Sunday, September 25, 2011


The  above web asites and their links must be studied to estimate the deficiencies in this article on EIA.
This article is not a comprehensive compilation of the basic components of an EIA Report made for any Chemical industry or a Hazardous Big Dam as specified by the Union ministry of Environment& Forests.see web sites :

The environmental impact assessment process for nuclear facilities: An examination
of the Indian experience
M.V. Ramana , Divya Badami Rao
Centre for Interdisciplinary Studies in Environment and Development, ISEC Campus, Nagarbhavi, Bangalore

India plans to construct numerous nuclear plants and uranium mines across the country, which could have
significant environmental, health, and social impacts. The national Environmental Impact Assessment
process is supposed to regulate these impacts. This paper examines how effective this process has been, and
the extent to which public inputs have been taken into account. In addition to generic problems associated
with the EIA process for all kinds of projects in India, there are concerns that are specific to nuclear facilities.
One is that some nuclear facilities are exempt from the environmental clearance process. The second is that
data regarding radiation baseline levels and future releases, which is the principle environmental concern
with respect to nuclear facilities, is controlled entirely by the nuclear establishment. The third is that
members of the nuclear establishment take part in almost every level of the environmental clearance
procedure. For these reasons and others, the EIA process with regard to nuclear projects in India is of dubious
quality. We make a number of recommendations that could address these lacunae, and more generally the
imbalance of power between the nuclear establishment on the one hand, and civil society and the regulatory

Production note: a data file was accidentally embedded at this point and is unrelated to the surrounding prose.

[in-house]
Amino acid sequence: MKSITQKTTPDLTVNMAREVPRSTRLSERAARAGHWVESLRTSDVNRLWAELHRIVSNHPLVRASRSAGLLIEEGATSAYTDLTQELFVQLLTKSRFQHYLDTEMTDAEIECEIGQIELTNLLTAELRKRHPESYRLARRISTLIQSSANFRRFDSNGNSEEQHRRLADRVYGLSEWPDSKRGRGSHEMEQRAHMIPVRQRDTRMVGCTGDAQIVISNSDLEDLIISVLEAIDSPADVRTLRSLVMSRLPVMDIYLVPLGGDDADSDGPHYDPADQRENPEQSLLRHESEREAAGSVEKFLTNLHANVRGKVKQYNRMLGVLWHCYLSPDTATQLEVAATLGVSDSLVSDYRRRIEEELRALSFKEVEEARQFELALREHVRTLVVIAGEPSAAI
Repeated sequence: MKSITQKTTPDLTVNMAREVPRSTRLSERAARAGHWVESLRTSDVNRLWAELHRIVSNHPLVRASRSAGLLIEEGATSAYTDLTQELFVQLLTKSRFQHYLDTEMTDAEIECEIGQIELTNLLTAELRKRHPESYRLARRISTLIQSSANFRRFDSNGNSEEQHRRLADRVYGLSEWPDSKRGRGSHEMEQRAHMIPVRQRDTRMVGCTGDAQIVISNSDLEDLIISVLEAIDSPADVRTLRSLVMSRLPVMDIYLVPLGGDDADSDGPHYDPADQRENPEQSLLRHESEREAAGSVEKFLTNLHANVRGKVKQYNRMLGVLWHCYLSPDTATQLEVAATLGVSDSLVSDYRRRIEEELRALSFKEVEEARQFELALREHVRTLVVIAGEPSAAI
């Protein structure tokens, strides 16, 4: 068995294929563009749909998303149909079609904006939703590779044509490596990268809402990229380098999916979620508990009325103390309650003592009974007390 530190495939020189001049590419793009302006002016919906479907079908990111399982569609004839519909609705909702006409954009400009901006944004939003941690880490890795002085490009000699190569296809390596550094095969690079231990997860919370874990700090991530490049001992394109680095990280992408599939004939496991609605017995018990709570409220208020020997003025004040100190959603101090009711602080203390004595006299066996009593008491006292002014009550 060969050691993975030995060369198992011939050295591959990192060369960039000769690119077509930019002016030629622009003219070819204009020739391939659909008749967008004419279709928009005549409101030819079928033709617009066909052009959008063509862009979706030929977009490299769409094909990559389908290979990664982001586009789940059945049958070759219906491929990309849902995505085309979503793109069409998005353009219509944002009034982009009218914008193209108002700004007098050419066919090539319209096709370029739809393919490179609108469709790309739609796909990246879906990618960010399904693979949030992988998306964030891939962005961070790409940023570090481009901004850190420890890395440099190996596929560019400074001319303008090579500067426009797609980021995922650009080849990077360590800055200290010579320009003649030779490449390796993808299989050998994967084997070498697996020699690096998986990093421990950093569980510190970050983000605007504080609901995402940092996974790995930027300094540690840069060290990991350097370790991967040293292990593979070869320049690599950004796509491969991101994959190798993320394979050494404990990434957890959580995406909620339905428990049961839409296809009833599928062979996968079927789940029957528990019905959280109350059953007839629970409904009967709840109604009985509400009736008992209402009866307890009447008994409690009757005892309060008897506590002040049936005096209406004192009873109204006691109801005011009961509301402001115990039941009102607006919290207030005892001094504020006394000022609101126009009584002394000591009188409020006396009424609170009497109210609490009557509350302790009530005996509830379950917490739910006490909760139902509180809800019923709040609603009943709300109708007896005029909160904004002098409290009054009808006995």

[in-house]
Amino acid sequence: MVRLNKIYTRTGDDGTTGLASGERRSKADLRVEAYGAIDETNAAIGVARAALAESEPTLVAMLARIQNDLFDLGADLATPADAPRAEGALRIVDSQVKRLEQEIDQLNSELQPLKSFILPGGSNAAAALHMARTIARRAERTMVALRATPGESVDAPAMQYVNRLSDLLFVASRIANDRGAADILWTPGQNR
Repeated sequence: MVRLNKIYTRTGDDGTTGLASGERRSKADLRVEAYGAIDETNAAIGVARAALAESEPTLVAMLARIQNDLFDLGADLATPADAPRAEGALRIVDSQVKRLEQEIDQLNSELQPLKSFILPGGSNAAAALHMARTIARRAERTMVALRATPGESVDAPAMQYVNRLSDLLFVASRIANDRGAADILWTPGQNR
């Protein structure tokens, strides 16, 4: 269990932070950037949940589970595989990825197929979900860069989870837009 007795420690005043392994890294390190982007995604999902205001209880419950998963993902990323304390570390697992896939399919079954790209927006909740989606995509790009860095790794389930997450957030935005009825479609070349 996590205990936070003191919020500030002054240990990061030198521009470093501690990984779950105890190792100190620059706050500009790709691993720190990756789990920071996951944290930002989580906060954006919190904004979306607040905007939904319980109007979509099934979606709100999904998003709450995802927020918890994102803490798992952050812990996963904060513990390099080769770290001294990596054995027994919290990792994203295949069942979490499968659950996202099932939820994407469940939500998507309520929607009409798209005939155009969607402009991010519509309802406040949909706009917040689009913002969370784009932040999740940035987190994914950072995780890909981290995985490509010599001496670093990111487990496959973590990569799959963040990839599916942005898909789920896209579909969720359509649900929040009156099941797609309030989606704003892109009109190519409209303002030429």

agencies on the other.
1. Introduction
India plans a large expansion of nuclear power. The Indian
Department of Atomic Energy (DAE) projects that hundreds of nuclear
reactors will be constructed over the next few decades (Grover and
Chandra, 2006). There is widespread concern about the potential
environmental impact of these projects. At those sites that have been
selected for new reactors, there has been significant grassroots level
opposition. The formal manner in which this has been expressed most
often is through the public consultation part of the environmental
impact assessment (EIA) process.
The Environment Impact Assessment Notification of 2006
(EIAN2006) lists “nuclear power projects and processing of nuclear
fuel” as requiring environmental clearances. However, not all facilities
that are involved in the processing of nuclear fuel are subject to this
procedure, for example, the reprocessing plants that chemically
process radioactive spent fuel discharged from nuclear reactors,
including civilian reactors.1 Barring such exceptions, nuclear facilities
do have to be granted environmental clearances by the Ministry of
Environment and Forests (MoEF).
This paper examines the effectiveness of the environmental
impact assessment process for nuclear facilities in India. We focus
on the three key components: the EIA study itself, the public
consultation, and the expert committee that oversees the clearance.
By analyzing a number of nuclear projects that have received
environmental clearances so far, we investigate if the process has
actually identified the project's potential adverse impacts, the quality
of the impact assessment, and the extent to which public concerns
have been incorporated into decision making.
We end with a number of recommendations that could help
improve this process. Broadly speaking, the thrust of these recommendations
is to improve the balances of power between the nuclear
establishment on the one hand, and the regulatory agencies and civil
society on the other hand. As our discussion below shows, currently
the DAE and associated organizations possess overwhelming political
power and can ensure favorable decisions in almost all cases.
2. Environment impact assessment studies
The EIA for nuclear projects is commissioned by the project
authorities themselves. As Wathern (1988) has identified, the
problem is that in the absence of “adequate safeguards, proponents
may be tempted to regard EIA simply as a means of obtaining project
authorization and present only those results which show proposals in
Environmental Impact Assessment Review 30 (2010) 268–271
⁎ Corresponding author. Program on Science and Global Security, 221 Nassau Street,
Floor 2, Princeton, NJ 08542, USA. Tel.: +1 609 258 1458.
E-mail addresses: (M.V. Ramana), Rao).
1 According to an official in the Ministry of Environment and Forests who preferred
not to be identified, reprocessing activities avoid the clearance process because they
“take shelter under the strategic program”, i.e., they claim that there may be nuclear
weapons related activities which cannot be disclosed.

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